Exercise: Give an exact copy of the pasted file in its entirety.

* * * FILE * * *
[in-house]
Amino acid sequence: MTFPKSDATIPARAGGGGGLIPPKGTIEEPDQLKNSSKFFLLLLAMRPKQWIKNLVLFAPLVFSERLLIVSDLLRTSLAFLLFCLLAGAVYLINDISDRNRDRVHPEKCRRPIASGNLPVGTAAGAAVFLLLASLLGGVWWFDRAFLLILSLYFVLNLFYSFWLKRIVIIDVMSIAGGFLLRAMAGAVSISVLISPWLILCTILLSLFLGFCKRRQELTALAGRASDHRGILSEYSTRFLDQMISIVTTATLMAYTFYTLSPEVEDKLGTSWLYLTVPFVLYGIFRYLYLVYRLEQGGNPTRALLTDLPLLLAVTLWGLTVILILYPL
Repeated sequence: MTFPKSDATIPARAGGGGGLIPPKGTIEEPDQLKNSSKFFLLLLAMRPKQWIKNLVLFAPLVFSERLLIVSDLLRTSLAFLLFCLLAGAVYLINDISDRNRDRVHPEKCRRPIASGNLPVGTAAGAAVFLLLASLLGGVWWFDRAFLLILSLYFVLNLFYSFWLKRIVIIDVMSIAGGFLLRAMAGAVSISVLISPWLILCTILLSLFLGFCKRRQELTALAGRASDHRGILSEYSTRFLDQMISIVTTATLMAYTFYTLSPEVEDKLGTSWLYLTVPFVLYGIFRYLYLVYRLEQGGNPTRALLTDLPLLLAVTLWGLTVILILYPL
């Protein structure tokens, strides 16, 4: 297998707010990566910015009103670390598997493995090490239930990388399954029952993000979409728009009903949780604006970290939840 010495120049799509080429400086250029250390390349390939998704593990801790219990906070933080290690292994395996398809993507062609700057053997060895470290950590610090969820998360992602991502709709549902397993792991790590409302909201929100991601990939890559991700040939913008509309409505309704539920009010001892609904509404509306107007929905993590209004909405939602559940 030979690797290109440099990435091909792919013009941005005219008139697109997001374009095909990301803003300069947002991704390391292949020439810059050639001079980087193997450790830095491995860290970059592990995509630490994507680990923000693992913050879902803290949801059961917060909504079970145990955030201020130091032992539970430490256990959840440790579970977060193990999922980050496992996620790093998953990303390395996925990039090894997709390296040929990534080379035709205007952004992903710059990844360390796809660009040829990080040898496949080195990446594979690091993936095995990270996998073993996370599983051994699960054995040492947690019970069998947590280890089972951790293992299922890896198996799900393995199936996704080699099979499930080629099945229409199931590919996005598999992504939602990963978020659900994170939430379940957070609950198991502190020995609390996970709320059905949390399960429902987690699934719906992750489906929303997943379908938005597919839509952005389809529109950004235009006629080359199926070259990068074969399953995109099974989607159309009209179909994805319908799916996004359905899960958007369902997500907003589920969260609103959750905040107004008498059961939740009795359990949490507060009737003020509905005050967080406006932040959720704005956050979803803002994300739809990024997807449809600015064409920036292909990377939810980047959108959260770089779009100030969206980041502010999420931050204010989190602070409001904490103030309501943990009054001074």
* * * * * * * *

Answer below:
[in-house]
Amino acid sequence: MTFPKSDATIPARAGGGGGLIPPKGTIEEPDQLKNSSKFFLLLLAMRPKQWIKNLVLFAPLVFSERLLIVSDLLRTSLAFLLFCLLAGAVYLINDISDRNRDRVHPEKCRRPIASGNLPVGTAAGAAVFLLLASLLGGVWWFDRAFLLILSLYFVLNLFYSFWLKRIVIIDVMSIAGGFLLRAMAGAVSISVLISPWLILCTILLSLFLGFCKRRQELTALAGRASDHRGILSEYSTRFLDQMISIVTTATLMAYTFYTLSPEVEDKLGTSWLYLTVPFVLYGIFRYLYLVYRLEQGGNPTRALLTDLPLLLAVTLWGLTVILILYPL
Repeated sequence: MTFPKSDATIPARAGGGGGLIPPKGTIEEPDQLKNSSKFFLLLLAMRPKQWIKNLVLFAPLVFSERLLIVSDLLRTSLAFLLFCLLAGAVYLINDISDRNRDRVHPEKCRRPIASGNLPVGTAAGAAVFLLLASLLGGVWWFDRAFLLILSLYFVLNLFYSFWLKRIVIIDVMSIAGGFLLRAMAGAVSISVLISPWLILCTILLSLFLGFCKRRQELTALAGRASDHRGILSEYSTRFLDQMISIVTTATLMAYTFYTLSPEVEDKLGTSWLYLTVPFVLYGIFRYLYLVYRLEQGGNPTRALLTDLPLLLAVTLWGLTVILILYPL
């Protein structure tokens, strides 16, 4: 297998707010990566910015009103670390598997493995090490239930990388399954029952993000979409728009009903949780604006970290939840 010495120049799509080429400086250029250390390349390939998704593990801790219990906070933080290690292994395996398809993507062609700057053997060895470290950590610090969820998360992602991502709709549902397993792991790590409302909201929100991601990939890559991700040939913008509309409505309704539920009010001892609904509404509306107007929905993590209004909405939602559940 030979690797290109440099990435091909792919013009941005005219008139697109997001374009095909990301803003300069947002991704390391292949020439810059050639001079980087193997450790830095491995860290970059592990995509630490994507680990923000693992913050879902803290949801059961917060909504079970145990955030201020130091032992539970430490256990959840440790579970977060193990999922980050496992996620790093998953990303390395996925990039090894997709390296040929990534080379035709205007952004992903710059990844360390796809660009040829990080040898496949080195990446594979690091993936095995990270996998073993996370599983051994699960054995040492947690019970069998947590280890089972951790293992299922890896198996799900393995199936996704080699099979499930080629099945229409199931590919996005598999992504939602990963978020659900994170939430379940957070609950198991502190020995609390996970709320059905949390399960429902987690699934719906992750489906929303997943379908938005597919839509952005389809529109950004235009006629080359199926070259990068074969399953995109099974989607159309009209179909994805319908799916996004359905899960958007369902997500907003589920969260609103959750905040107004008498059961939740009795359990949490507060009737003020509905005050967080406006932040959720704005956050979803803002994300739809990024997807449809600015064409920036292909990377939810980047959108959260770089779009100030969206980041502010999420931050204010989190602070409001904490103030309501943990009054001074």